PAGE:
Eskenazi Museum of Art Provenance Project
More Provenance Information
Between 1933 and 1945, the Nazis looted public art museums and private art collections and presided over forced sales of art objects in Germany and in the European countries they occupied. In July 1937 the “Degenerate Art” exhibition opened in Munich, displaying over 600 modern paintings and sculptures confiscated from German art museums. In general, the confiscated works were destined either for sale (by auction or through dealer) to raise money for the Nazi party, or they entered the private collections of high-ranking Nazi officials, including Hitler, Reichsmarschall Hermann Goering, and Propaganda Minister Josef Goebbels. Many of these works were subsequently sold abroad or destroyed.
Art looting became a major operation in France with the establishment of the Einsatzstab Reichsleiter Rosenberg (ERR), under the supervision of Alfred Rosenberg. Large-scale confiscations also took place in other occupied countries, including the Netherlands, Austria, the Soviet Union, and Poland. Many Jewish collectors and gallery owners sold their artworks “under duress”—through Nazi coercion—or to raise funds needed to flee Europe. Finally, large collections of Judaica (Jewish ceremonial objects and jewelry) were confiscated from homes and synagogues by the Nazis or were left ownerless in the aftermath of the Holocaust.
During the chaos immediately following the war, German museums lost more works to Soviet troops, and on a smaller scale, to thefts by British, American, or other Allied troops. Following the war, Allied governments engaged in a large-scale restitution project, returning many looted works to their former owners. However, in the last decade, it has become apparent that, despite Allied efforts, many looted art objects had entered the art market, and were subsequently sold to new owners in Europe and the United States. A painting that an American museum legitimately purchased or accepted as a gift may, in fact, have been looted during the war.
The Indiana University Art Museum is committed to following the American Association of Museums’s “Guidelines Concerning the Unlawful Appropriation of Objects During the Nazi Era.” We have recently stepped up our efforts to research and document provenance for works that are known or suspected to have been in Europe during the Nazi era (1933–1945), and that may have changed hands during that time period.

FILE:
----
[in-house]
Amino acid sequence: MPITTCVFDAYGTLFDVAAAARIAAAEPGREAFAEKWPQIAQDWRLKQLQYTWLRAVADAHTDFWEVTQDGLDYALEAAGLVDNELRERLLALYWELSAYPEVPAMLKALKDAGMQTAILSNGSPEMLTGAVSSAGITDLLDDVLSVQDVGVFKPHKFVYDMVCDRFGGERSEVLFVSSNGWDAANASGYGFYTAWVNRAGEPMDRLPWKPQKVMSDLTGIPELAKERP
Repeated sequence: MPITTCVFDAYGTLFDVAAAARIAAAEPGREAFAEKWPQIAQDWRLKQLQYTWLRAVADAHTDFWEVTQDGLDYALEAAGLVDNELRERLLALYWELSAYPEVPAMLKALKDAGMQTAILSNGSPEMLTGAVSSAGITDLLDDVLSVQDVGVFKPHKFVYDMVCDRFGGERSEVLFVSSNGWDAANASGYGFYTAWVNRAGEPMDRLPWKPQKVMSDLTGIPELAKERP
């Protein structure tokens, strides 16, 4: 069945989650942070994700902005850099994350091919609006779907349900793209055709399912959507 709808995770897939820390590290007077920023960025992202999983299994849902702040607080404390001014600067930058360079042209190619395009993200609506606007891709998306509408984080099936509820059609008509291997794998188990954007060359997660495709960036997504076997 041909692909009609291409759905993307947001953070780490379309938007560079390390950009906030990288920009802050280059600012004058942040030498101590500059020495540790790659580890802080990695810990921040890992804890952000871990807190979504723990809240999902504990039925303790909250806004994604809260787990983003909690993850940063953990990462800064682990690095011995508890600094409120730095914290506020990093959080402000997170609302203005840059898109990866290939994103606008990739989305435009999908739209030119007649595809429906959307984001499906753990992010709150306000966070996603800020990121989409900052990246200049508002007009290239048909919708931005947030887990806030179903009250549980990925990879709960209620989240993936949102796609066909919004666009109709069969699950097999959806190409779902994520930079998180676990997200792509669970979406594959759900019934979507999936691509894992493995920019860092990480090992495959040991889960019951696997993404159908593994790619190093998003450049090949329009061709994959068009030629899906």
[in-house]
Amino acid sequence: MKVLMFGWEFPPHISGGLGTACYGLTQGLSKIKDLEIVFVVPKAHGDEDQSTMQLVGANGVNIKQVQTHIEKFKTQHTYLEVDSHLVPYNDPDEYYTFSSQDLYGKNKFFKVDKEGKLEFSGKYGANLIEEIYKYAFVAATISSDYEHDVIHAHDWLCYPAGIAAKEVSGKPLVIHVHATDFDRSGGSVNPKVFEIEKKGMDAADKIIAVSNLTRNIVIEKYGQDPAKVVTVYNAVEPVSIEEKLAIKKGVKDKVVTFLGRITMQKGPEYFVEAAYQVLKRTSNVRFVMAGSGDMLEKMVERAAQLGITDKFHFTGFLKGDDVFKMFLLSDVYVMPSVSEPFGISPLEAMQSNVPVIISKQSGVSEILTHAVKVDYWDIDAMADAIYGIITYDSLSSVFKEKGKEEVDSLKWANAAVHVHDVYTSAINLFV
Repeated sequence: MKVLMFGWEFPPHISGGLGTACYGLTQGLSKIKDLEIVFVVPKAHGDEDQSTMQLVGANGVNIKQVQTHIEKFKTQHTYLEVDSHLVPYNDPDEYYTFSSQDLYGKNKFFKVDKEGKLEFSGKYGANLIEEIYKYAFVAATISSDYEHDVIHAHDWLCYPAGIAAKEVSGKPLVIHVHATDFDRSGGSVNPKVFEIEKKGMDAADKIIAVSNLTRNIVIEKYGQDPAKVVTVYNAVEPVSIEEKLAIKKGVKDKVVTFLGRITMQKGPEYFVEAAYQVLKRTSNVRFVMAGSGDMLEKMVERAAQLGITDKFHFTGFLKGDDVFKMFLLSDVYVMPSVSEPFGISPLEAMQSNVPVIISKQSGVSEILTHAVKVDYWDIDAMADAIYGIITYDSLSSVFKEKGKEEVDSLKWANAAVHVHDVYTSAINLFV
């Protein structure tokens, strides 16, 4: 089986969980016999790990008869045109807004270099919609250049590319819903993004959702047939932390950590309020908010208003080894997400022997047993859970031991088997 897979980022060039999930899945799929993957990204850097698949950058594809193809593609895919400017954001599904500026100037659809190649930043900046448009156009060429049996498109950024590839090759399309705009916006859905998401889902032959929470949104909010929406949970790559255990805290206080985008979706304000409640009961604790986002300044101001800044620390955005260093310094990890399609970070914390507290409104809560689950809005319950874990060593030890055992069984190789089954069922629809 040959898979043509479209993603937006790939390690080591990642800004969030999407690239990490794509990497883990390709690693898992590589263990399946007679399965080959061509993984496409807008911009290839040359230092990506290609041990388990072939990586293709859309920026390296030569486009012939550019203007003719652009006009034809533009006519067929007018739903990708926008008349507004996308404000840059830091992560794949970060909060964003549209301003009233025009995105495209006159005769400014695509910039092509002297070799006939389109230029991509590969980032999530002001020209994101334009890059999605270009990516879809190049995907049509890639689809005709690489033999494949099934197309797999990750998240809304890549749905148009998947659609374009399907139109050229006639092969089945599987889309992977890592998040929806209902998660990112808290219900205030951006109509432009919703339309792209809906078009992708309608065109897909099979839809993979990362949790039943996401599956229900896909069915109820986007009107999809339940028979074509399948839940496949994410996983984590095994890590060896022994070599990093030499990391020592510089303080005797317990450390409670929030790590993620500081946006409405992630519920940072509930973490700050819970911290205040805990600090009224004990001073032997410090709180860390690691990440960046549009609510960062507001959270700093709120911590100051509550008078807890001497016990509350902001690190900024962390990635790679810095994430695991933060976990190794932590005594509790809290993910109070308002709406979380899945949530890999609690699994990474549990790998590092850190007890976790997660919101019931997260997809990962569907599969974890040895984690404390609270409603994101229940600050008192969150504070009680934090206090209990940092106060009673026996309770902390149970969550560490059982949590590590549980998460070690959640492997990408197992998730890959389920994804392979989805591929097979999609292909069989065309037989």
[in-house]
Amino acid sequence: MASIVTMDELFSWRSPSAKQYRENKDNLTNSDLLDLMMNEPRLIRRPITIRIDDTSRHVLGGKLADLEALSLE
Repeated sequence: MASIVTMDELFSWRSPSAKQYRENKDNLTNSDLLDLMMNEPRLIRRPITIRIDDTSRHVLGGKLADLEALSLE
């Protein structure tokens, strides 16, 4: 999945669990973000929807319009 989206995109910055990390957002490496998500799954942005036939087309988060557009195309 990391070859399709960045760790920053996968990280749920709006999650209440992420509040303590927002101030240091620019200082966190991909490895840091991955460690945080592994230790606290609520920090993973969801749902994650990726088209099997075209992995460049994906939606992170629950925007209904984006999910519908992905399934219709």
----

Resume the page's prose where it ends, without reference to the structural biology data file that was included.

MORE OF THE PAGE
What works are listed on this site?
The works listed on this site were created prior to 1946, and are known or thought to have been in Europe between 1933 and 1945. Nazi-era provenance research is focused on European paintings, sculptures, drawings, watercolors, and Judaica. Excluded from this site are prints, American art, ancient art, and non-Western art.
What type of information is included in the records?
The information listed includes the work’s exhibition and provenance history, relevant publications, and previous titles and attributions. At the present time, available information on some works may be limited. Provenance research is challenging, and because some documents and records no longer exist, some of the gaps in our information may never be filled in. Additionally, many dealers and auction houses no longer exist; others may have lost or destroyed their old records. Please bear in mind that gaps in the provenance of a piece reflect the current state of research, and do not prove that the work was looted, confiscated, or sold under duress. Any works with gaps in their provenance for the Nazi era (1933–1945) are, however, our highest priority for research, and the records will be updated as more information becomes available.
For an in-depth look at Nazi cultural policy and Nazi-era looting and confiscation of art objects, the following books are useful.
- Barron, Stephanie, ed. "Degenerate Art:" The Fate of the Avant-Garde in Nazi Germany. exh. cat. Los Angeles: Los Angeles County Museum of Art, 1991.
- Feliciano, Hector. The Lost Museum: The Nazi Conspiracy to Steal the World's Greatest Works of Art. New York: Basic Books/Harper Collins, 1997.
- Nicholas, Lynn. The Rape of Europa: The Fate of Europe's Art Treasures in the Third Reich and the Second World War. New York: Knopf, 1994.
- Petropolous, Jonathan. Art as Politics in the Third Reich. Chapel Hill: University of North Carolina Press, 1996.
- Petropolous, Jonathan. The Faustian Bargain: The Art World in Nazi Germany. New York: Oxford University Press, 2000.
- Simpson, Elizabeth, ed. The Spoils of War: World War II and Its Aftermath. The Loss, Reappearance, and Recovery of Cultural Property. New York: Harry N. ABrams, 1997.
- Yeide, Nancy H., Konstantin Akinsha, and Amy L. Walsh. The AAM Guide to Provenance Research. Washington, D.C.: American Association of Museums, 2001.